Following a week of fruitless negotiations with Senate Republicans to fund a $1 trillion infrastructure plan, President Joe Biden ended the talks without a deal.
The failed bargaining efforts concluded with a Tuesday call with Sen. Shelley Moore Capito of West Virginia, the lead Republican negotiator, the New York Times and other outlets reported.
Republicans had long been unwilling to support the plan, given the spending required and tax hikes needed to fund the package. It was originally to cost $2.3 trillion, but that number had been slashed in the attempt at compromise.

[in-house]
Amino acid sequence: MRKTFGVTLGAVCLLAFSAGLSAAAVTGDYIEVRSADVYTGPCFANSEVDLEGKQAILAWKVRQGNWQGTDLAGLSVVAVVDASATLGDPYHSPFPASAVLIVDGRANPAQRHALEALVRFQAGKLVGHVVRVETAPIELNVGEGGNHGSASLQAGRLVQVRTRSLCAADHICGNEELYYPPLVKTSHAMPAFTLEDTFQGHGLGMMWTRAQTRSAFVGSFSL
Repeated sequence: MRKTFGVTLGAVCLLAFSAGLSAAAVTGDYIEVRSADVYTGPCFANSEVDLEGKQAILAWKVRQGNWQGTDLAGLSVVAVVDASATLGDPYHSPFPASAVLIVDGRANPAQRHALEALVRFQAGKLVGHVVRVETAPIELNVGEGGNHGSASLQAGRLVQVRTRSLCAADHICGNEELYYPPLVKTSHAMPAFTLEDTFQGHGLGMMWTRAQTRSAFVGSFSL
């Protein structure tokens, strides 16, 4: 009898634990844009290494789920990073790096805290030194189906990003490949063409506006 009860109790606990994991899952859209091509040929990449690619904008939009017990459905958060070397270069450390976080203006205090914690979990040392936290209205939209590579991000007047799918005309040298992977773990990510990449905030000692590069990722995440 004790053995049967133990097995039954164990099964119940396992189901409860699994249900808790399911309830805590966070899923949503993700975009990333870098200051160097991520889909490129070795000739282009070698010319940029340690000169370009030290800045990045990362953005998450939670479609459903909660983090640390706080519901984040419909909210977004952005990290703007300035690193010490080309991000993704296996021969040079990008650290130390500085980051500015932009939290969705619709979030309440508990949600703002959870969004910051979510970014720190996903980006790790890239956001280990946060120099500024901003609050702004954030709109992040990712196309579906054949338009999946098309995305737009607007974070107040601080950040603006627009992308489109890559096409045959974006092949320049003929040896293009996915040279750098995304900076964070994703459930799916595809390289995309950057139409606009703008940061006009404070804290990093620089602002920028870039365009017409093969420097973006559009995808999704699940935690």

The inability to reach a consensus means Biden must seek votes elsewhere. Sensing an opportunity, the Problem Solvers Caucus, a bipartisan group of House members, on Tuesday drafted a proposal for $761.8 billion in spending over eight years, in addition to the $487.2 billion that Congress was already likely to enact, according Bloomberg,
Still, money for the plan remains elusive. The group will now work on determining a series of funding measures in coordination with members of the Senate.
Under the Problem Solvers’ plan, $959 billion would be allocated for transportation, $200 billion for energy including for energy-efficient housing, and $90 billion for “asset neutral” investments, such as freight.